4.4M Americans roll up their sleeves for an omicron-focused booster

4.4M Americans roll up their sleeves for an omicron-focused booster

US health officials say 4.4 million Americans have rolled up their sleeves for the updated COVID-19 booster. The Centers for Disease Control and Prevention put the count up Thursday as public health experts bemoaned President Joe Biden’s recent statement that “the pandemic is over.”

The White House said more than 5 million people received the new boosters by its own estimate which delays reporting in states.

Health experts said it was too early to predict whether demand would match the 171 million doses of new boosters the US ordered for the fall.

“No one would look at our flu shot intake at this point and be like, ‘Oh, what a disaster,'” said Dr. David Dowdy, an infectious disease epidemiologist at the School of Public Health Johns Hopkins Bloomberg. “If we start to see a spike in cases, I think we’ll see a lot of people getting the (new COVID) vaccine.”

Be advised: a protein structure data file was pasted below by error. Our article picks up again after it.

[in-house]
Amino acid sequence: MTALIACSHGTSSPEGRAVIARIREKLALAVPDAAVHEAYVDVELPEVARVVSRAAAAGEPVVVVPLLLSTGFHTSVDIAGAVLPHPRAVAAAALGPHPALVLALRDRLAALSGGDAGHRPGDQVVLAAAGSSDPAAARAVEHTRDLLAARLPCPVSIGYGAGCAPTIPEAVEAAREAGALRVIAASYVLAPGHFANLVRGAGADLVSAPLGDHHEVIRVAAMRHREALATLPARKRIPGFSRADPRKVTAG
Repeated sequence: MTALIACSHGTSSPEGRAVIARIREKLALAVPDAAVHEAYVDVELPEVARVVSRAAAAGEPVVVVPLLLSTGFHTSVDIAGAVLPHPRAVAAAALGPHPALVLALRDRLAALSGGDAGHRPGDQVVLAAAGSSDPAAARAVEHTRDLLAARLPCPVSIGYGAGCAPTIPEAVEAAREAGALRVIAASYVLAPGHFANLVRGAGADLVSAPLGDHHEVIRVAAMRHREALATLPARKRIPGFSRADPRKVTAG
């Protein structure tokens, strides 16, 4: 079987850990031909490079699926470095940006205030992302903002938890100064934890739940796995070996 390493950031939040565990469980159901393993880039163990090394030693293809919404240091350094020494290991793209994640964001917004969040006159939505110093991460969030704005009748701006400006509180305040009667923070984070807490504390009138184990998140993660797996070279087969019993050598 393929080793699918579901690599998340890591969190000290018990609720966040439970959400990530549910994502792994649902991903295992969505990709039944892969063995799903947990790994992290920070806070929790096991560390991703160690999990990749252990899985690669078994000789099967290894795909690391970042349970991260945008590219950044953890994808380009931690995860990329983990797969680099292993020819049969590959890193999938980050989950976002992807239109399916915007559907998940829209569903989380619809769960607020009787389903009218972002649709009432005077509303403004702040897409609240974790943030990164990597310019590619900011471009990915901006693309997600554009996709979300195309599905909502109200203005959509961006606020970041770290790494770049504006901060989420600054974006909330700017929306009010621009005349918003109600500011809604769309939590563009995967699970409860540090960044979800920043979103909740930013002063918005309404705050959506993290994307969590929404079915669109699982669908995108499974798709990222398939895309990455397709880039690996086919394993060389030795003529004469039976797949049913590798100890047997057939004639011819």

The temporary shortage of Moderna’s vaccine has caused some pharmacies to cancel appointments while encouraging people to reschedule the Pfizer vaccine. The issue was expected to be resolved as government regulators completed an inspection and cleared batches of vaccine doses for distribution.

“I expect this to increase in the coming weeks,” said the White House’s COVID-19 coordinator, Dr. Ashish Jha. “We were thinking and talking about this as an annual vaccine like the flu vaccine. Flu vaccination season peaks in late September and early October. We are just continuing our education campaign. So we expect to see, despite this being a strong start, we expect this to grow even stronger.”